Daily Archives: December 17, 2013

I Capture the Castle by Dodie Smith (Vintage)

I Capture the Castle by Dodie SmithUnlike many of my friends, I didn’t read this book when I was younger – in fact, I wasn’t even aware of its existence. I read 101 Dalmatians many times, and its sequel The Starlight Barking, and thoroughly enjoyed them. I suspect at that age (eight or so) I wouldn’t have thought much of I Capture the Castle. However, at age (ahem), I loved it.

It is a gentle, beautifully written story told in the form of Cassandra Mortmain’s diaries. Cassandra is seventeen, and she lives in a castle with her elder sister Rose, younger brother Thomas, a kind of adopted brother Stephen, her author father and stepmother Topaz. Her father has had writers’ block ever since he was sent to prison for an unfortunate incident where he threatened Cassandra’s (late) mother with a cake knife. As a result the family is struggling to make ends meet – to have a boiled egg with the teatime bread and butter is a treat. Onto the scene come the American owners of the castle, Simon and Neil, and Cassandra finds out about love in all its varieties.

All the way from the classic first line – “I write this sitting in the kitchen sink.” – to the end, I Capture the Castle had me hooked. I believed in all the characters, and cared about them, despite their all-too-apparent flaws. Although the setting is somewhat dated (the book was first published in 1949) I think today’s teenagers might enjoy it as much as I did.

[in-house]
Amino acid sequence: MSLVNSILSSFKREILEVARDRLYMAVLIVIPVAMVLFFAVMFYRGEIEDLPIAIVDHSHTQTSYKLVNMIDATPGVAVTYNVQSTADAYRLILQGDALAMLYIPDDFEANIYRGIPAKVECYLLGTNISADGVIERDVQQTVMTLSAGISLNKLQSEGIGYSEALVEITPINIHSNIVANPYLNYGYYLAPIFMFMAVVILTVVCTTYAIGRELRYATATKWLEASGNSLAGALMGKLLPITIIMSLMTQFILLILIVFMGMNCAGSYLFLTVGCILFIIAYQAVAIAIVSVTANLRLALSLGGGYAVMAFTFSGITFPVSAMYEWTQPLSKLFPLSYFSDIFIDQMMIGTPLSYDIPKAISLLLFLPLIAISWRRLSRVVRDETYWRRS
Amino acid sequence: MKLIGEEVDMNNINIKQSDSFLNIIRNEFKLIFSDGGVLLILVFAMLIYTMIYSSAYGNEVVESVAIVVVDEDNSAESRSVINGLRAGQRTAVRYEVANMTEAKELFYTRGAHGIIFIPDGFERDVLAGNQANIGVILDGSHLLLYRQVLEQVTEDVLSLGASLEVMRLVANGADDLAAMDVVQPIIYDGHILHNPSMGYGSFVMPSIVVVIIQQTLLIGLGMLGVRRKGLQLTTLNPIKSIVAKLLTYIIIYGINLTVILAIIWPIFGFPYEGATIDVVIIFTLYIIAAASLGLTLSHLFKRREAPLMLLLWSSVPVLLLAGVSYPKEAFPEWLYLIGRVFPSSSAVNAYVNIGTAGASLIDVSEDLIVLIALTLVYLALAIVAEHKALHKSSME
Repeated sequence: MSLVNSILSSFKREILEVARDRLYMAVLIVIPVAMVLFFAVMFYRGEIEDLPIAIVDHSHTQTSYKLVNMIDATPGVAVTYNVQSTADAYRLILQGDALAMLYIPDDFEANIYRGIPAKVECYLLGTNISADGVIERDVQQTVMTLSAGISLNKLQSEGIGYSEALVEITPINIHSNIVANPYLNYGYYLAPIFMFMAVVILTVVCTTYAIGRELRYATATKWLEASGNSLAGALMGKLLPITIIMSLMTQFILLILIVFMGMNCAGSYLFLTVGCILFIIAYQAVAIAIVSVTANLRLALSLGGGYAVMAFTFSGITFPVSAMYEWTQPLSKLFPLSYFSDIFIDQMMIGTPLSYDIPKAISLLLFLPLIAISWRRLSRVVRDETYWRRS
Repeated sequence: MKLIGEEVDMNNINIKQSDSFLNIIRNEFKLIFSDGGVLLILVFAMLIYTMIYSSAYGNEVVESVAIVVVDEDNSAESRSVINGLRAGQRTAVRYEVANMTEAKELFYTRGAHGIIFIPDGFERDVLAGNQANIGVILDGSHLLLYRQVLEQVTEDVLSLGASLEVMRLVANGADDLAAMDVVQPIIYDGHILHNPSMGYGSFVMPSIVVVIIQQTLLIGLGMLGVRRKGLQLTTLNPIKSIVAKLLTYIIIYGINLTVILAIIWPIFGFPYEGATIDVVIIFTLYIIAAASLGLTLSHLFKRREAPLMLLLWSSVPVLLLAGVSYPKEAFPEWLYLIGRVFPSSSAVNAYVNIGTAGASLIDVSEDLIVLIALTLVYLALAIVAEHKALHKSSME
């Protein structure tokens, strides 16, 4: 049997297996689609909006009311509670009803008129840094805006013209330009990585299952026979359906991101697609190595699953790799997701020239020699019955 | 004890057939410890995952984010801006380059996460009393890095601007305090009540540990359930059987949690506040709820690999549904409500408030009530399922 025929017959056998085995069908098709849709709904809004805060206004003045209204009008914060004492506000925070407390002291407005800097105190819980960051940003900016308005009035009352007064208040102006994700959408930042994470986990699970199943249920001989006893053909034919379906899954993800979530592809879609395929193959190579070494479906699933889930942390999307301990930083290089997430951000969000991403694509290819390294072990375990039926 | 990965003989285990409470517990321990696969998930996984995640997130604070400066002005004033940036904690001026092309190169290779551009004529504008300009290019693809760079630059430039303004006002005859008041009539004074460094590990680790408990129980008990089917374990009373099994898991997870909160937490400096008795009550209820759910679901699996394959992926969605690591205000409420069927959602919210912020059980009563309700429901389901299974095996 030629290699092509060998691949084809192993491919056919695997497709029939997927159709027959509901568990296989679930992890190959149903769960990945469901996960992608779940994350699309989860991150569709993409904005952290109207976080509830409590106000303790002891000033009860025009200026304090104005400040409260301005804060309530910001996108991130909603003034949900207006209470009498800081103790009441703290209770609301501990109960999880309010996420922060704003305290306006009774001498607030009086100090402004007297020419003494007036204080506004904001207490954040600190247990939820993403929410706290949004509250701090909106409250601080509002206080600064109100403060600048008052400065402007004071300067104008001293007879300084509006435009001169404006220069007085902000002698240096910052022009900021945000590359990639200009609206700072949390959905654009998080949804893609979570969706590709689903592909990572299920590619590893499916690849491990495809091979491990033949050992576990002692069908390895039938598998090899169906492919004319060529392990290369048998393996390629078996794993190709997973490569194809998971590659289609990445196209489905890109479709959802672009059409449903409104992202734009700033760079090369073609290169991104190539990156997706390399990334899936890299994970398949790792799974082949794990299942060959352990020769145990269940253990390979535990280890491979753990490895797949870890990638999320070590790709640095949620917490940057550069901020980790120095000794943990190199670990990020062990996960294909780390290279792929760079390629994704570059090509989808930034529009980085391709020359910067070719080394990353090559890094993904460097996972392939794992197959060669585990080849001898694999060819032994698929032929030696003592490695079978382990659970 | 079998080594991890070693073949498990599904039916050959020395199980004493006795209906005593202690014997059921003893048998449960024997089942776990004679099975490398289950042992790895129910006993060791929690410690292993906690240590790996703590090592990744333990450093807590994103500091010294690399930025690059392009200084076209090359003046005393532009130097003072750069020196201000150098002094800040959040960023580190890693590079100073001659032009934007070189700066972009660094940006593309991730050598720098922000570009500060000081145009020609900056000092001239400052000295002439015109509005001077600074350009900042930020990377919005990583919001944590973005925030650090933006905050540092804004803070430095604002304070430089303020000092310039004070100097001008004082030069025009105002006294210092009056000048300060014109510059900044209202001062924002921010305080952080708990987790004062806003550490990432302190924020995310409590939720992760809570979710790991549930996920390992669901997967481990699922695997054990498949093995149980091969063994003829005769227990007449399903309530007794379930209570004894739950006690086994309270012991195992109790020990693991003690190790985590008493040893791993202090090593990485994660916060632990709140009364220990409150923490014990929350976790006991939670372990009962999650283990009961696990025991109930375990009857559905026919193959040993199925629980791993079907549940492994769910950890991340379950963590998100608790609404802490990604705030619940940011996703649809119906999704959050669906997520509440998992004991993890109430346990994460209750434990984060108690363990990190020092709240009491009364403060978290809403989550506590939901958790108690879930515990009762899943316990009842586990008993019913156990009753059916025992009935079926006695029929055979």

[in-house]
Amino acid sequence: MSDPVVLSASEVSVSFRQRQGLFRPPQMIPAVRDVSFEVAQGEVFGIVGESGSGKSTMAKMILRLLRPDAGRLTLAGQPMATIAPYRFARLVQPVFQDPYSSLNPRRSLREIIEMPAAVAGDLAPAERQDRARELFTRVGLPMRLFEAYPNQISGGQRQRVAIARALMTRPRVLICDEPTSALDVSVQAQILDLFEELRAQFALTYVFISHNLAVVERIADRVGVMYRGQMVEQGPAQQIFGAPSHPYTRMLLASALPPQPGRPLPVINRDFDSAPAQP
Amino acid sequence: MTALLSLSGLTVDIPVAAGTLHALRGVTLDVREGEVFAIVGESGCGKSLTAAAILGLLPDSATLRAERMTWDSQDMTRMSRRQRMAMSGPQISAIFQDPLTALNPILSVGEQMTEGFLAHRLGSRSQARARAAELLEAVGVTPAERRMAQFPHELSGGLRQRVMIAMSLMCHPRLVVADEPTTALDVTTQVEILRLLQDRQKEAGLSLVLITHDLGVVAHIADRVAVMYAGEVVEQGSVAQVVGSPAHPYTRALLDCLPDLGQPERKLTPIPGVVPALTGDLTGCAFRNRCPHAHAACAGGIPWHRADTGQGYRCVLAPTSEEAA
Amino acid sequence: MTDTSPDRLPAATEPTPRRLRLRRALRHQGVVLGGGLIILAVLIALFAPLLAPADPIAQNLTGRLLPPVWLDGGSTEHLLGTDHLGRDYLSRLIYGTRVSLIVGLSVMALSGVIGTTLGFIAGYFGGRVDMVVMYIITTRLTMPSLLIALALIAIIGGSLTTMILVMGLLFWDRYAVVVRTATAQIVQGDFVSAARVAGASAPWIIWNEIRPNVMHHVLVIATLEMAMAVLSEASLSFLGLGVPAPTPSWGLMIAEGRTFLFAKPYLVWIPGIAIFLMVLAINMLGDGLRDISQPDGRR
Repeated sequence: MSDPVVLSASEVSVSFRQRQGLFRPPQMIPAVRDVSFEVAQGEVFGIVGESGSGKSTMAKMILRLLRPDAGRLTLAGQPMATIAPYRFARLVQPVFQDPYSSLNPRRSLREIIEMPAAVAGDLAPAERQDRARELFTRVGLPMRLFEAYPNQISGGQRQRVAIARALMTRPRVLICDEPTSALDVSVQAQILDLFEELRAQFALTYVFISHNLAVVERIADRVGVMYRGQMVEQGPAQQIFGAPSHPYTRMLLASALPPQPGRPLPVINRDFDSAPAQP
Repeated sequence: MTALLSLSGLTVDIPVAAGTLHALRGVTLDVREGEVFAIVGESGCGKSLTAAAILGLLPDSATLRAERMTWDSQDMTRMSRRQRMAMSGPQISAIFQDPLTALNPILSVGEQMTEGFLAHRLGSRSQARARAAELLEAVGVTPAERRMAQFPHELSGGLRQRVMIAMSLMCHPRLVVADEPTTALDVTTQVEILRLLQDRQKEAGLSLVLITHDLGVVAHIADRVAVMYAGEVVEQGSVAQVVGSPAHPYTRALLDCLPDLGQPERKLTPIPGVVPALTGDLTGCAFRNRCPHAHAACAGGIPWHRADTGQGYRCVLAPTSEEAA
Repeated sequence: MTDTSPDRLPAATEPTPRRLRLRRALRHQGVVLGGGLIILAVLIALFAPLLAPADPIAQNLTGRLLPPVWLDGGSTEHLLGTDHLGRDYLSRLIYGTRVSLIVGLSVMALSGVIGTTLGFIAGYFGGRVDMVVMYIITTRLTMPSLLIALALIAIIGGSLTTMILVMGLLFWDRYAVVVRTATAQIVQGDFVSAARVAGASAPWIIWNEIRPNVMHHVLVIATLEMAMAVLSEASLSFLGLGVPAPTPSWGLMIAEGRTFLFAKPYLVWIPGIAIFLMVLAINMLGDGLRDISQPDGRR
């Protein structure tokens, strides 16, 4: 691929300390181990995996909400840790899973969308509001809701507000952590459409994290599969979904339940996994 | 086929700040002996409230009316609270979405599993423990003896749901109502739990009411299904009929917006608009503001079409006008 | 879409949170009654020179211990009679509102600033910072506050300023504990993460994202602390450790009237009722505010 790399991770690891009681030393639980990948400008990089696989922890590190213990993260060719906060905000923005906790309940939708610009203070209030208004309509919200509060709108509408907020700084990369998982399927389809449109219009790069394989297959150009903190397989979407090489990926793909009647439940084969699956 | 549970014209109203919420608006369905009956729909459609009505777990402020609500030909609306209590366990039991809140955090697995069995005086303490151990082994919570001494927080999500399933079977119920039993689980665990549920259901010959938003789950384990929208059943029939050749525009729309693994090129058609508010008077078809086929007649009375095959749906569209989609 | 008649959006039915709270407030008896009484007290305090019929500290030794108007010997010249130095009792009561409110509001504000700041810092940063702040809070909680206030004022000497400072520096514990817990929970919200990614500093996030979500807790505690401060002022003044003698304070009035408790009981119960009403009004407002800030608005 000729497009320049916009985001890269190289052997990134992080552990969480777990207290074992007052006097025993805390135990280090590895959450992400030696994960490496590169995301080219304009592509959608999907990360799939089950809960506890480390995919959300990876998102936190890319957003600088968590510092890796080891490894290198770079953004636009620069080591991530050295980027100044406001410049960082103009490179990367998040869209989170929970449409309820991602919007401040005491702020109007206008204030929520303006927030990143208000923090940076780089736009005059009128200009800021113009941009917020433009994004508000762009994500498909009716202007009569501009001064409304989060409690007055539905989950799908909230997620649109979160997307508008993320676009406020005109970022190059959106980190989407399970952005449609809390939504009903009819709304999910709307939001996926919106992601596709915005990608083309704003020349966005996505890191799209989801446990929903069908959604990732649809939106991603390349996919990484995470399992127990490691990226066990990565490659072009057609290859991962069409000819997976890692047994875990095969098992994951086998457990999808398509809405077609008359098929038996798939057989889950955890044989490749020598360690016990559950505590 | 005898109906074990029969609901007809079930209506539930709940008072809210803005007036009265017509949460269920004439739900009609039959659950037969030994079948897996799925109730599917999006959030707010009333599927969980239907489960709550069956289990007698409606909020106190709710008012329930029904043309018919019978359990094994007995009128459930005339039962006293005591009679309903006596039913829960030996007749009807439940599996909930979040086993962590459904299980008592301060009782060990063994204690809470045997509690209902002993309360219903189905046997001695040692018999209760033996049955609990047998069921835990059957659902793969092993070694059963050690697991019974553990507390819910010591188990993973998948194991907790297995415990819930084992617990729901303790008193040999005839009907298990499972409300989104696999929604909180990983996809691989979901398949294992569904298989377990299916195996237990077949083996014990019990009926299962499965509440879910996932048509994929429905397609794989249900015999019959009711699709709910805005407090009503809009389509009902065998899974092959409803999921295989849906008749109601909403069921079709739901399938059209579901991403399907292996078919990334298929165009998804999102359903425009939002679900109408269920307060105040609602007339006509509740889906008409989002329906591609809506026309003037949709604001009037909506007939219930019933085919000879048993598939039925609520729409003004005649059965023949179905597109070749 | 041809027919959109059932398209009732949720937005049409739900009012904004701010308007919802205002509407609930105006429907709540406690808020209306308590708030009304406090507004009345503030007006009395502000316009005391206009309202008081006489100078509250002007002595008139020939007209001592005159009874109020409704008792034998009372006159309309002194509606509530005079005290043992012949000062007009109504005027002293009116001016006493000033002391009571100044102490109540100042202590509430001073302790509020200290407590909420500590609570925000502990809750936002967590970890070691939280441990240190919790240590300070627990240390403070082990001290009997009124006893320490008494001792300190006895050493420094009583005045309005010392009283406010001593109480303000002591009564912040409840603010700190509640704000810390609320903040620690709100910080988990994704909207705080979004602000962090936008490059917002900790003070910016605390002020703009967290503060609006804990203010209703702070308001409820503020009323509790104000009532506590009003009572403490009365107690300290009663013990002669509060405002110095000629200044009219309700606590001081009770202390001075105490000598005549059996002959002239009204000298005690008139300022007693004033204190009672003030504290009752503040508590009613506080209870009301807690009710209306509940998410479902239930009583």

Pippa Hennessy

War and Peace by Jack & Holman Wang (Simply Read Books)

War and Peace by Jack and Holman WangThis is not the overlong, padded out, translated version by that Tolstoy bloke, but the twelve word board book by Jack and Holman Wang. Suitable for small children and those who always wanted to read War and Peace but never got round to it.

Andrei and Pierre love their country and the same woman. Which knitted-felt man will knitted-felt Natasha choose? I’d pick the knitted-felt horse myself. Utterly charming.

Copies of what must now be the canonical version of War and Peace are available in the bookshop at £6.99.

Ross Bradshaw